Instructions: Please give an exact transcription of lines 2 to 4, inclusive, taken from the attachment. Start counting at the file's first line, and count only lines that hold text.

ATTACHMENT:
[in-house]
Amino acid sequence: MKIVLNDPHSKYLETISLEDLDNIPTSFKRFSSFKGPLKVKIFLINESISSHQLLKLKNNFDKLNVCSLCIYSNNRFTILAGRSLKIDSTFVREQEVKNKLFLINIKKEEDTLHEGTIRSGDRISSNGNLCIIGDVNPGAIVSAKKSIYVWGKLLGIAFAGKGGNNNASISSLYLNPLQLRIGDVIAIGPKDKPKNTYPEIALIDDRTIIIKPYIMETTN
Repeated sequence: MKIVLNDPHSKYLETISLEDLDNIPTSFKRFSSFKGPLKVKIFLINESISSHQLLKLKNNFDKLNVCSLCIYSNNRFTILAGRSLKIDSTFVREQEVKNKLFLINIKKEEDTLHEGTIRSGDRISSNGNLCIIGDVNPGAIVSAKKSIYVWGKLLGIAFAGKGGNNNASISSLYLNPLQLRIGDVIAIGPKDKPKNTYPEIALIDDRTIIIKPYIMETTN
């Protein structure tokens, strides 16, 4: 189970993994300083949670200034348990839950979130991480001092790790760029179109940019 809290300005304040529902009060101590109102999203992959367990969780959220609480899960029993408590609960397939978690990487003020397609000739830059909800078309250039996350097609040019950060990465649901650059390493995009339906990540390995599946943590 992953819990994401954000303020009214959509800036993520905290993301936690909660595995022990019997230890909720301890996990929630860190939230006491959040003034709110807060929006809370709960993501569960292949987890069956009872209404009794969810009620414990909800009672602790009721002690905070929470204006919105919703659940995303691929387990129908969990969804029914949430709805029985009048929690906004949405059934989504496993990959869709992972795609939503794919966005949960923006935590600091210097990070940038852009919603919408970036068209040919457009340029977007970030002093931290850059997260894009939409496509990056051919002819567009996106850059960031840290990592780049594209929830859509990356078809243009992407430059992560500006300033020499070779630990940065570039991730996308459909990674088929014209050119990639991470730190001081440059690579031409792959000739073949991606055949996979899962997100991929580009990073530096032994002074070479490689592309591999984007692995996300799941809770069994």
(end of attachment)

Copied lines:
Amino acid sequence: MKIVLNDPHSKYLETISLEDLDNIPTSFKRFSSFKGPLKVKIFLINESISSHQLLKLKNNFDKLNVCSLCIYSNNRFTILAGRSLKIDSTFVREQEVKNKLFLINIKKEEDTLHEGTIRSGDRISSNGNLCIIGDVNPGAIVSAKKSIYVWGKLLGIAFAGKGGNNNASISSLYLNPLQLRIGDVIAIGPKDKPKNTYPEIALIDDRTIIIKPYIMETTN
Repeated sequence: MKIVLNDPHSKYLETISLEDLDNIPTSFKRFSSFKGPLKVKIFLINESISSHQLLKLKNNFDKLNVCSLCIYSNNRFTILAGRSLKIDSTFVREQEVKNKLFLINIKKEEDTLHEGTIRSGDRISSNGNLCIIGDVNPGAIVSAKKSIYVWGKLLGIAFAGKGGNNNASISSLYLNPLQLRIGDVIAIGPKDKPKNTYPEIALIDDRTIIIKPYIMETTN
């Protein structure tokens, strides 16, 4: 189970993994300083949670200034348990839950979130991480001092790790760029179109940019 809290300005304040529902009060101590109102999203992959367990969780959220609480899960029993408590609960397939978690990487003020397609000739830059909800078309250039996350097609040019950060990465649901650059390493995009339906990540390995599946943590 992953819990994401954000303020009214959509800036993520905290993301936690909660595995022990019997230890909720301890996990929630860190939230006491959040003034709110807060929006809370709960993501569960292949987890069956009872209404009794969810009620414990909800009672602790009721002690905070929470204006919105919703659940995303691929387990129908969990969804029914949430709805029985009048929690906004949405059934989504496993990959869709992972795609939503794919966005949960923006935590600091210097990070940038852009919603919408970036068209040919457009340029977007970030002093931290850059997260894009939409496509990056051919002819567009996106850059960031840290990592780049594209929830859509990356078809243009992407430059992560500006300033020499070779630990940065570039991730996308459909990674088929014209050119990639991470730190001081440059690579031409792959000739073949991606055949996979899962997100991929580009990073530096032994002074070479490689592309591999984007692995996300799941809770069994």